The right receiving protocols lead to better performance
“Unless producers are buyig known origin cattle or animals verified with SelectVAC, they don’t know what they’re getting,” says Mitch Blanding, DVM, Pfizer Animal Health veterinarian, Lenexa, Kan. “In any given group of animals, we don’t know if they’ve been vaccinated and for what, we don’t know if the sick animals have been ill for 1 or 5 days, we may not even be sure if they’ve come from a drought-stricken area that adds to the ‘normal’ level of stress.”
Prevention is the most economical medicine
Blanding says the most economical place to start to intervene with respiratory disease is with prevention. A beneficial practice to keep in mind is that for every hour animals spend in transport, give them at least that much time after they arrive before you start vaccinating. This allows them a chance to rest before the additional stress of processing.
“We first try to intervene with those animals that have a competent immune system and are capable of responding to a vaccine,” Blanding says.
However, many animals’ immune systems are already compromised due to not only their young age, but also risk factors such as nutritional and trace mineral deficiency, or other stressful events associated with the marketing process like weaning, heavy commingling and shipping.
“In high-risk cattle, it would not be unusual to have a significant percentage of the animals not respond to the initial vaccination,” Blanding says. “A common practice in many operations is to revaccinate these animals somewhere between 8 and 12 days after arrival in hopes of starting an immune process in more of the animals and enhancing the overall level of immunity of the group.”
On-arrival control measures add up
For a certain population of animals, it will be too late to intervene with prevention. Risk factors may be stacked against them; they may be incubating bovine respiratory disease (BRD) and are either sick on arrival or will soon become sick. For these animals, Blanding recommends administering a control antibiotic to catch the disease early and put the animal on the road to recovery and gaining weight as quickly as possible.
“Using extended therapy products is a groundbreaking concept for on-arrival control programs,” Blanding says. “These products can last up to 7 days and work with the animal’s own immune system to respond and help fight the infection. However, it can be difficult for some producers to trust the product is working.”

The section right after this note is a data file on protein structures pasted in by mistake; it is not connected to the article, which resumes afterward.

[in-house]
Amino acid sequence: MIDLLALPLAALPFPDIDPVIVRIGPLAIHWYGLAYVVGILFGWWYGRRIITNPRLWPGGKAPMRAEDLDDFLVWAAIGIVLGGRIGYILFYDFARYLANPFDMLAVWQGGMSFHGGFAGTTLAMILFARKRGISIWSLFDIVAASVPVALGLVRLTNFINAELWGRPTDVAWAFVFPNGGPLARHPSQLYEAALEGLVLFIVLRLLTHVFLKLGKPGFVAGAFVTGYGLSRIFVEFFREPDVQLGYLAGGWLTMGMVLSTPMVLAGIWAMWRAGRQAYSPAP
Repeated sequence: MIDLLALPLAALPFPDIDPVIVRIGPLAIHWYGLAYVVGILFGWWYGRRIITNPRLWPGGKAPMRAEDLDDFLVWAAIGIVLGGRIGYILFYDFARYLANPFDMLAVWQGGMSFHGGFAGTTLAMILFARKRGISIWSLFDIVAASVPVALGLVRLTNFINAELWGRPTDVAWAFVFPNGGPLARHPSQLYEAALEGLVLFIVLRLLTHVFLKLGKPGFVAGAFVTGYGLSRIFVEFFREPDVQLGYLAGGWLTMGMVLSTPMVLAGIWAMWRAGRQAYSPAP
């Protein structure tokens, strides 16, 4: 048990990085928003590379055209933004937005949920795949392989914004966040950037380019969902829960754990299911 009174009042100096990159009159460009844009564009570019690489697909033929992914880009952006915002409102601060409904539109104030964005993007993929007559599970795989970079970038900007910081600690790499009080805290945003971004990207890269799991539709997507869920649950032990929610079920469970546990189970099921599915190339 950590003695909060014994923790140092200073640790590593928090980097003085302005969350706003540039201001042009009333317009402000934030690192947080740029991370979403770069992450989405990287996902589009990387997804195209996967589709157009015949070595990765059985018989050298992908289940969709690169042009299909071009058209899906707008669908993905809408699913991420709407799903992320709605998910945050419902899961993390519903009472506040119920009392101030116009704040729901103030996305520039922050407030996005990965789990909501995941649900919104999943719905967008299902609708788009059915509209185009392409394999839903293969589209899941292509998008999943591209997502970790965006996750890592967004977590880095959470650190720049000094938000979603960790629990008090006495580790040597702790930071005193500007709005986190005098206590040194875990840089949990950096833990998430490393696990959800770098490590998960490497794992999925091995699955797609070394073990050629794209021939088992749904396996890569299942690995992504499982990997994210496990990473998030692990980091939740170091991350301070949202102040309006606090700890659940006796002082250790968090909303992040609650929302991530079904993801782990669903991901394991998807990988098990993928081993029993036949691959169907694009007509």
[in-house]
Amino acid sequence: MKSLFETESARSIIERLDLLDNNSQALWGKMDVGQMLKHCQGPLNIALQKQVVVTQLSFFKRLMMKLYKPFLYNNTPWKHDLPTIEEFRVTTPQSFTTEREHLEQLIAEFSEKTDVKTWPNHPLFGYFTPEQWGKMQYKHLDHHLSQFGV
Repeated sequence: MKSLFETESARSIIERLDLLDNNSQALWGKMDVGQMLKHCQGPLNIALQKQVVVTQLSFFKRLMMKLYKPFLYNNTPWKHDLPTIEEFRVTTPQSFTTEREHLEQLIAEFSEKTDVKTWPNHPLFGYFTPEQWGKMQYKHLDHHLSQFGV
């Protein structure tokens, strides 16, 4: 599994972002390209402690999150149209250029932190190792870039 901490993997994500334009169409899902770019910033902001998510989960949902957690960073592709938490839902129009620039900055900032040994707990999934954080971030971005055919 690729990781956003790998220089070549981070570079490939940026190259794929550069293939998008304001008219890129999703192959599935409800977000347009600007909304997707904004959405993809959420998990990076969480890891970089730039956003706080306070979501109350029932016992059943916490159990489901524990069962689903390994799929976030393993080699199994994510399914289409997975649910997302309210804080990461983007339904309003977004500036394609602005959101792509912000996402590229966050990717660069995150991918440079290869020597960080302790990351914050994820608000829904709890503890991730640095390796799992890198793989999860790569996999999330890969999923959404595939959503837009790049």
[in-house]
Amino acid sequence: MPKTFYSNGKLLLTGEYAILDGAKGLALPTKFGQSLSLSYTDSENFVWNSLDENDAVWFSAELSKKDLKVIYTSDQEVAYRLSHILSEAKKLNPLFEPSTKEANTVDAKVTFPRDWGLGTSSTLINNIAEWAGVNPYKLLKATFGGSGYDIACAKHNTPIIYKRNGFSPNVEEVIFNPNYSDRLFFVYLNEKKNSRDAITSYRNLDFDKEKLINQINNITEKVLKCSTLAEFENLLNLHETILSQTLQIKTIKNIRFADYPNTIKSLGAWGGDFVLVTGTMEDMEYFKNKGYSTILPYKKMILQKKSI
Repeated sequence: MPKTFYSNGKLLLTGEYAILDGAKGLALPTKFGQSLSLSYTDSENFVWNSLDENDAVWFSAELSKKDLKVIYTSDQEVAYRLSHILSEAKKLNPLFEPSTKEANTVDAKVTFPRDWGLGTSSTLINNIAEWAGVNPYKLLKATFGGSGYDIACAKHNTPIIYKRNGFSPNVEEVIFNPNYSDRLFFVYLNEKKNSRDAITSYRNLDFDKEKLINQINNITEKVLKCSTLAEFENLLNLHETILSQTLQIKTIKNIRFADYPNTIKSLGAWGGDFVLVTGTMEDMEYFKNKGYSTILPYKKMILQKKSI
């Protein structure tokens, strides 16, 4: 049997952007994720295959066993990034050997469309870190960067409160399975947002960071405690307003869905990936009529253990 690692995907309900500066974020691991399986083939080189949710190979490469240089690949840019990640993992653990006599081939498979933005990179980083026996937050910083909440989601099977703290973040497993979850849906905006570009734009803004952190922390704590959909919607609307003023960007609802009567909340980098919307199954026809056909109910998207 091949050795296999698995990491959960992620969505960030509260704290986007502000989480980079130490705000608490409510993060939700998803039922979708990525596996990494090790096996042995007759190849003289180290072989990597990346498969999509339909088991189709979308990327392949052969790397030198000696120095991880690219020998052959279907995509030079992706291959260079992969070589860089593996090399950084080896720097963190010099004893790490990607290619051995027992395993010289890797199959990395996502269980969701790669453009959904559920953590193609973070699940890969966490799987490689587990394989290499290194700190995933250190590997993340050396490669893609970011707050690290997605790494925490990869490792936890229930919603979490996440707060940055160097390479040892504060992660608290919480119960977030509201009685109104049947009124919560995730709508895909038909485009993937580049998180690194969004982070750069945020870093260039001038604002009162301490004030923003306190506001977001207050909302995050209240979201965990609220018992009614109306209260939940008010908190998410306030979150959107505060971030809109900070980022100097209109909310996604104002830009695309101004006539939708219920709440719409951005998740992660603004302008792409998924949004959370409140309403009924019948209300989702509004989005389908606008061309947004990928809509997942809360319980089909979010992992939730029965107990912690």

Study results back up what Blanding recommends. Studies show that using an extended therapy antibiotic that maintains therapeutic blood concentrations for up to 7 days, compared to the traditional 3 days, results in healthier calves that start eating at the bunk faster, resulting in more weight gain and better carcass value. Using these products on arrival also reduces the total number of pulls.
“Many animals just need a longer time to recover, and convalescing animals are more susceptible to reinfection,” Blanding adds. “Extended therapy products protect the animal for a longer period of time, allow the animal’s immune system to help fight off additional bacteria and reduce the reinfection that sometimes takes place during the convalescing period.”
It may come down to treatment
Ideally, you’ve impacted all the animals in a group with either prevention or control and no animals need additional treatment. However, producers know that’s not realistic; there are individuals in any group that fall into each category of needing prevention, control or treatment.
“We’ve tried to intervene with vaccines to prevent the disease, we’ve tried to intervene with an extended therapy antibiotic to control the disease, but some animals will get sick regardless, and then it’s time to intervene with additional treatment,” Blanding adds.
At the point when treatment is necessary, it is critical to choose a proven, effective antibiotic to prevent chronics, reduce the loss of cattle due to BRD and avoid significant risks to performance.
Additional benefits to BRD control
Blanding reminds producers that operational efficiency is another benefit of controlling BRD. “A producer may not be able to maximize opportunities because of limitations in cattle health,” he says. “If he is spending more time tending to sick animals, then he has less time to start new groups. Dealing with sick cattle can be a bottleneck in operations.”
That’s in addition to treatment costs, labor associated with treatments and closeout value. It all adds up to maximizing profitability with a BRD protocol of prevention, control and treatment, and working with your veterinarian to select the best products and technologies available.